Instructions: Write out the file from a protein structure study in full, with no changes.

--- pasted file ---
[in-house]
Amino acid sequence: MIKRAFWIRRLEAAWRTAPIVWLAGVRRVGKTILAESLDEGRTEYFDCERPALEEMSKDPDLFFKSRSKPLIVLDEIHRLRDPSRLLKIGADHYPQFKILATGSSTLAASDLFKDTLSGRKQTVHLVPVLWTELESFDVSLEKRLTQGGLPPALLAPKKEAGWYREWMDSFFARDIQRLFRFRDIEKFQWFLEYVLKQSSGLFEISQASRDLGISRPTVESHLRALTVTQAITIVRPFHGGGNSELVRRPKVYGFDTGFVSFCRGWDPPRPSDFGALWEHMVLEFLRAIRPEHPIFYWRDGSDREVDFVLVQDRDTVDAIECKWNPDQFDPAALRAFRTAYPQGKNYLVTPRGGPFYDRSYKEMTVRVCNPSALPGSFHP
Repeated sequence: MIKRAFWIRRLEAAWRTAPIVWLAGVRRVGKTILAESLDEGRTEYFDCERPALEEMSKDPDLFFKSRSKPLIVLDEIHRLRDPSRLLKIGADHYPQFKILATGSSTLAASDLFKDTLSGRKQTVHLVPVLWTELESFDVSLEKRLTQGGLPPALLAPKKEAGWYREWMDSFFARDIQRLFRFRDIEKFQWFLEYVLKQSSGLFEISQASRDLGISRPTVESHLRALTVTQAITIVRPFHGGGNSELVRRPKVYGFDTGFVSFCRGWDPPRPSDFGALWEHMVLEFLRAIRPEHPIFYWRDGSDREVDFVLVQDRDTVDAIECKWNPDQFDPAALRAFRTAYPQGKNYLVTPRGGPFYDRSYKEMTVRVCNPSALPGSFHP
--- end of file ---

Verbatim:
[in-house]
Amino acid sequence: MIKRAFWIRRLEAAWRTAPIVWLAGVRRVGKTILAESLDEGRTEYFDCERPALEEMSKDPDLFFKSRSKPLIVLDEIHRLRDPSRLLKIGADHYPQFKILATGSSTLAASDLFKDTLSGRKQTVHLVPVLWTELESFDVSLEKRLTQGGLPPALLAPKKEAGWYREWMDSFFARDIQRLFRFRDIEKFQWFLEYVLKQSSGLFEISQASRDLGISRPTVESHLRALTVTQAITIVRPFHGGGNSELVRRPKVYGFDTGFVSFCRGWDPPRPSDFGALWEHMVLEFLRAIRPEHPIFYWRDGSDREVDFVLVQDRDTVDAIECKWNPDQFDPAALRAFRTAYPQGKNYLVTPRGGPFYDRSYKEMTVRVCNPSALPGSFHP
Repeated sequence: MIKRAFWIRRLEAAWRTAPIVWLAGVRRVGKTILAESLDEGRTEYFDCERPALEEMSKDPDLFFKSRSKPLIVLDEIHRLRDPSRLLKIGADHYPQFKILATGSSTLAASDLFKDTLSGRKQTVHLVPVLWTELESFDVSLEKRLTQGGLPPALLAPKKEAGWYREWMDSFFARDIQRLFRFRDIEKFQWFLEYVLKQSSGLFEISQASRDLGISRPTVESHLRALTVTQAITIVRPFHGGGNSELVRRPKVYGFDTGFVSFCRGWDPPRPSDFGALWEHMVLEFLRAIRPEHPIFYWRDGSDREVDFVLVQDRDTVDAIECKWNPDQFDPAALRAFRTAYPQGKNYLVTPRGGPFYDRSYKEMTVRVCNPSALPGSFHP